| Objective Assessment of Peritraumatic
Dissociation: Psychophysiological Indicators
Priscilla Schulz, LCSW
from an article of the same title by:
Michael G. Griffin, Patricia A. Resick, and Mindy B. Mechanic, University of Missouri - St. Louis
American Journal of Psychiatry, V. 154 (8),
What is dissociation?
Dissociation refers to the experience in which a person's normal awareness, memory, identity or perception of the environment is temporarily disrupted. It may include:
Numerous studies in the last decade have noted a relationship between dissociation during a traumatic event (peritraumatic dissociation) and the later development of posttraumatic stress disorder (PTSD). A 1993 study of disaster survivors found that survivors' self-reports of dissociation during the disaster were a significant predictor of later PTSD. In addition, one study of combat
veterans found that both peritraumatic dissociation and current dissociation among combat veterans improved predictions of current PTSD more than veterans' levels of exposure to war zone stress. Researchers theorize that whereas peritraumatic dissociation may be adaptive during a traumatic event, subsequent use of this mechanism for coping with feelings of distress when reminded of the trauma may lead to survivors' failure to process the trauma, both its meaning and the emotions associated with the experience. Ultimately this may result in the development of more severe posttrauma reactions or PTSD.
What is the purpose of this study?
The main purpose of this study is to objectively measure and assess peritraumatic dissociation and its relationship to PTSD soon after a traumatic event. By doing this, it hopes to fill a gap in the body of knowledge about dissociation and PTSD. In addition it hopes to shed light on the issue of whether there are specific components of posttrauma pathology that inhibit trauma recovery and lead to PTSD. The study's second aim is to improve upon existing self-report measures of dissociation and trauma pathology by comparing responses with objective data in the form of subjects' physiological responses.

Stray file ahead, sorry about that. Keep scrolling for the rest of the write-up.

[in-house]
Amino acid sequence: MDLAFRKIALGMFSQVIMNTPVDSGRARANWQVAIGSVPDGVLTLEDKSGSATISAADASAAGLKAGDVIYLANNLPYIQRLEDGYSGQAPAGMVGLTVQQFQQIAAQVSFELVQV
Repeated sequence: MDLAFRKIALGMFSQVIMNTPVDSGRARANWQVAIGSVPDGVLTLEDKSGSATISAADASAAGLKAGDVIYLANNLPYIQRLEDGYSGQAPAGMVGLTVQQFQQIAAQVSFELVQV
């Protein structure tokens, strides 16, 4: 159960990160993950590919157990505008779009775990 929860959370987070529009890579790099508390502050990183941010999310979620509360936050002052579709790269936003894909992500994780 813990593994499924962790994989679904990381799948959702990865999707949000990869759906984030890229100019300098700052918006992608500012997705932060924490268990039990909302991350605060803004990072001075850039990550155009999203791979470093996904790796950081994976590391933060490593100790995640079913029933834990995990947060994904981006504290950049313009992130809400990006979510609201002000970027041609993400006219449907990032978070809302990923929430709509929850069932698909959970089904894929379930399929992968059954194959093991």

Study participants were all recent rape survivors who entered the study within two weeks of the assault. Heart rate and two types of skin conductance responses (similar to what is used in lie-detector tests) were measured while the rape survivors talked about the rape. Self-reports and interview measures of psychopathology and dissociation were also collected on study participants. Care was taken to determine which study participants had dissociated during the rape and those who had not. This was done to assure that comparisons were made between a group who clearly dissociated and a group who clearly had not. Because survivors were assessed only two weeks after the trauma, a diagnosis of PTSD, by definition, was not possible (PTSD symptoms must persist at least one month to be diagnosed as posttraumatic stress disorder); subjects were diagnosed as having or not having symptoms characteristic of PTSD.
What are the study's findings?
Researchers admit that they do not know why high dissociators' expressed distress was incongruent with physiological measures of distress. High dissociators scored higher on measures of depression than low dissociators. Whether depressive symptoms could account for suppressed physiological responses to retelling the rape is not known, but previous research with combat veterans does not support this idea. It is also unclear if high dissociators expressed distress because they believed it was more socially acceptable to say they were upset than to admit feeling nothing or numb when talking about the rape.
Reviewed by Priscilla Schulz, September 1999